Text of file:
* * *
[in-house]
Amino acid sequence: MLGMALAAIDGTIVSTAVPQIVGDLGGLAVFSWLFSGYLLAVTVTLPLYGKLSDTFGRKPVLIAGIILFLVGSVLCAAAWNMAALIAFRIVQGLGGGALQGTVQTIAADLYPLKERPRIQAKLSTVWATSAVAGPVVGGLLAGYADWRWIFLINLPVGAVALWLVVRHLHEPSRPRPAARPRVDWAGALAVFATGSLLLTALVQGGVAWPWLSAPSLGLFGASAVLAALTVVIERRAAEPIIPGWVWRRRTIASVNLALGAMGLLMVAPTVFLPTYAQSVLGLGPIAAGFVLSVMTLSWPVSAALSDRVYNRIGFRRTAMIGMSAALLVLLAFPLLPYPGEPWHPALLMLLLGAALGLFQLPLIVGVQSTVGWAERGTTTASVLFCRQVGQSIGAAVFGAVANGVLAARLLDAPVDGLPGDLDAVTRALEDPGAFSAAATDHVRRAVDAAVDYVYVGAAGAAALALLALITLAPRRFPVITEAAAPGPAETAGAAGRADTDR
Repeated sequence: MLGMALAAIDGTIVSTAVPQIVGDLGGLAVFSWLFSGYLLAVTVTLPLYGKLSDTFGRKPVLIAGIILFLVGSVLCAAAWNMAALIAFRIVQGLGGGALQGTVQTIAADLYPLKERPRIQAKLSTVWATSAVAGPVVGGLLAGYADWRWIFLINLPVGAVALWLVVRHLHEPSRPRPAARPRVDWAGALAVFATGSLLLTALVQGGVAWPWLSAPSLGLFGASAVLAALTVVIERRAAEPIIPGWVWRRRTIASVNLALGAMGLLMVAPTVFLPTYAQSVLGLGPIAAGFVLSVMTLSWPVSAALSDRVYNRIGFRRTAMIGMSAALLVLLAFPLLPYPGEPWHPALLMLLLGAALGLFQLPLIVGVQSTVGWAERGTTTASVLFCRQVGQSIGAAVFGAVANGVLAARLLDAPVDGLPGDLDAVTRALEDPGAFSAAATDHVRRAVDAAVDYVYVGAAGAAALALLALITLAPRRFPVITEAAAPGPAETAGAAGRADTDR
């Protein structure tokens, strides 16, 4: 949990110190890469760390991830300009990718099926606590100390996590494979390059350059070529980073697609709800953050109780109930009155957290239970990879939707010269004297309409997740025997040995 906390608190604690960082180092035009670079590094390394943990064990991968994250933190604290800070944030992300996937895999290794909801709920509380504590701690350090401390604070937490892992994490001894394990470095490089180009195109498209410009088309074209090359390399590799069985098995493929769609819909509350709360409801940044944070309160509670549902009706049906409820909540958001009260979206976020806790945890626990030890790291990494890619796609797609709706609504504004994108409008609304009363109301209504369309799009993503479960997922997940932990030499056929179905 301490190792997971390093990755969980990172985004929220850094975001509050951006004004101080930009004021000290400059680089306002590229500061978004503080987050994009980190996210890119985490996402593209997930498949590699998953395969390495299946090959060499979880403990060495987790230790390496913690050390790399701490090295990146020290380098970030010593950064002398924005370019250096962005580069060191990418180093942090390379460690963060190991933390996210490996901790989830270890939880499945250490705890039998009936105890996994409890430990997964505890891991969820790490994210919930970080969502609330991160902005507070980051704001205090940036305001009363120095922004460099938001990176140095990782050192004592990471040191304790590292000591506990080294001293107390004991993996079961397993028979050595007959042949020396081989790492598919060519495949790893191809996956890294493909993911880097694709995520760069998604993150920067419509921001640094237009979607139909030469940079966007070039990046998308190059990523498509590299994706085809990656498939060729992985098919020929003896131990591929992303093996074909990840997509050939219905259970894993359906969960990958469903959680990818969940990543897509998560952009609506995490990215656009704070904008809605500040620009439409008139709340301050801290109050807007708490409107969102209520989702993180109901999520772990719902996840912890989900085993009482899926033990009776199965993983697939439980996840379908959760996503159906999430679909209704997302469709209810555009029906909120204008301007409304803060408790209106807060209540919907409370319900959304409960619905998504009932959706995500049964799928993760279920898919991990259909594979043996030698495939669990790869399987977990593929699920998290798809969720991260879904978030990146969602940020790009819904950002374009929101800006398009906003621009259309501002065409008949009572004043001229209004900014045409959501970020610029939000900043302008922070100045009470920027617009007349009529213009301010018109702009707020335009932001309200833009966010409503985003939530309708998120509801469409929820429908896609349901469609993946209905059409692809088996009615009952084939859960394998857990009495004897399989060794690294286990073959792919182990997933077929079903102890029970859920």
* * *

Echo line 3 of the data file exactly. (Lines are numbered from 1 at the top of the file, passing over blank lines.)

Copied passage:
Repeated sequence: MLGMALAAIDGTIVSTAVPQIVGDLGGLAVFSWLFSGYLLAVTVTLPLYGKLSDTFGRKPVLIAGIILFLVGSVLCAAAWNMAALIAFRIVQGLGGGALQGTVQTIAADLYPLKERPRIQAKLSTVWATSAVAGPVVGGLLAGYADWRWIFLINLPVGAVALWLVVRHLHEPSRPRPAARPRVDWAGALAVFATGSLLLTALVQGGVAWPWLSAPSLGLFGASAVLAALTVVIERRAAEPIIPGWVWRRRTIASVNLALGAMGLLMVAPTVFLPTYAQSVLGLGPIAAGFVLSVMTLSWPVSAALSDRVYNRIGFRRTAMIGMSAALLVLLAFPLLPYPGEPWHPALLMLLLGAALGLFQLPLIVGVQSTVGWAERGTTTASVLFCRQVGQSIGAAVFGAVANGVLAARLLDAPVDGLPGDLDAVTRALEDPGAFSAAATDHVRRAVDAAVDYVYVGAAGAAALALLALITLAPRRFPVITEAAAPGPAETAGAAGRADTDR